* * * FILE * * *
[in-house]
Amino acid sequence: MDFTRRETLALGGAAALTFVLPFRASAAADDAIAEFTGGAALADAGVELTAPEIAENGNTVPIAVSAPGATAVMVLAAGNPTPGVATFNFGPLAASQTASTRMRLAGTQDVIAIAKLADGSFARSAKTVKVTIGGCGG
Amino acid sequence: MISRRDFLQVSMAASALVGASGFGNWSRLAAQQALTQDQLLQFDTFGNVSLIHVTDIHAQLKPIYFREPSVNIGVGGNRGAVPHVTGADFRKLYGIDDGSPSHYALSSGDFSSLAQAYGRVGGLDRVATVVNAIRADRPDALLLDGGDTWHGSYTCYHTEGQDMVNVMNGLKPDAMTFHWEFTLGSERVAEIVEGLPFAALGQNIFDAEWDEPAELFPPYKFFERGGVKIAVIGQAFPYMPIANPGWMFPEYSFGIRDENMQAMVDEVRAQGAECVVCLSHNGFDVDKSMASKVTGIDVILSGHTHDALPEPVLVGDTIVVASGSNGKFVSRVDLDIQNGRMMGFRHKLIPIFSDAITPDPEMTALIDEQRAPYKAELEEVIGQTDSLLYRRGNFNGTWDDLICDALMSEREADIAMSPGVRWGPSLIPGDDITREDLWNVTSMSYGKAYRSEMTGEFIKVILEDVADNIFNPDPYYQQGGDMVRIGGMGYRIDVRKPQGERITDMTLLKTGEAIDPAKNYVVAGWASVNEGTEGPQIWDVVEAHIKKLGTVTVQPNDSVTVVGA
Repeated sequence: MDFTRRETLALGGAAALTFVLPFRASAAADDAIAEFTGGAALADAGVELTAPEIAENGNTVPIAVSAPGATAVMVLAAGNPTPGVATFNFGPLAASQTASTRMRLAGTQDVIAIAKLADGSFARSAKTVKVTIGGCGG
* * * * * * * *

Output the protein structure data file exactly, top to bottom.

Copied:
[in-house]
Amino acid sequence: MDFTRRETLALGGAAALTFVLPFRASAAADDAIAEFTGGAALADAGVELTAPEIAENGNTVPIAVSAPGATAVMVLAAGNPTPGVATFNFGPLAASQTASTRMRLAGTQDVIAIAKLADGSFARSAKTVKVTIGGCGG
Amino acid sequence: MISRRDFLQVSMAASALVGASGFGNWSRLAAQQALTQDQLLQFDTFGNVSLIHVTDIHAQLKPIYFREPSVNIGVGGNRGAVPHVTGADFRKLYGIDDGSPSHYALSSGDFSSLAQAYGRVGGLDRVATVVNAIRADRPDALLLDGGDTWHGSYTCYHTEGQDMVNVMNGLKPDAMTFHWEFTLGSERVAEIVEGLPFAALGQNIFDAEWDEPAELFPPYKFFERGGVKIAVIGQAFPYMPIANPGWMFPEYSFGIRDENMQAMVDEVRAQGAECVVCLSHNGFDVDKSMASKVTGIDVILSGHTHDALPEPVLVGDTIVVASGSNGKFVSRVDLDIQNGRMMGFRHKLIPIFSDAITPDPEMTALIDEQRAPYKAELEEVIGQTDSLLYRRGNFNGTWDDLICDALMSEREADIAMSPGVRWGPSLIPGDDITREDLWNVTSMSYGKAYRSEMTGEFIKVILEDVADNIFNPDPYYQQGGDMVRIGGMGYRIDVRKPQGERITDMTLLKTGEAIDPAKNYVVAGWASVNEGTEGPQIWDVVEAHIKKLGTVTVQPNDSVTVVGA
Repeated sequence: MDFTRRETLALGGAAALTFVLPFRASAAADDAIAEFTGGAALADAGVELTAPEIAENGNTVPIAVSAPGATAVMVLAAGNPTPGVATFNFGPLAASQTASTRMRLAGTQDVIAIAKLADGSFARSAKTVKVTIGGCGG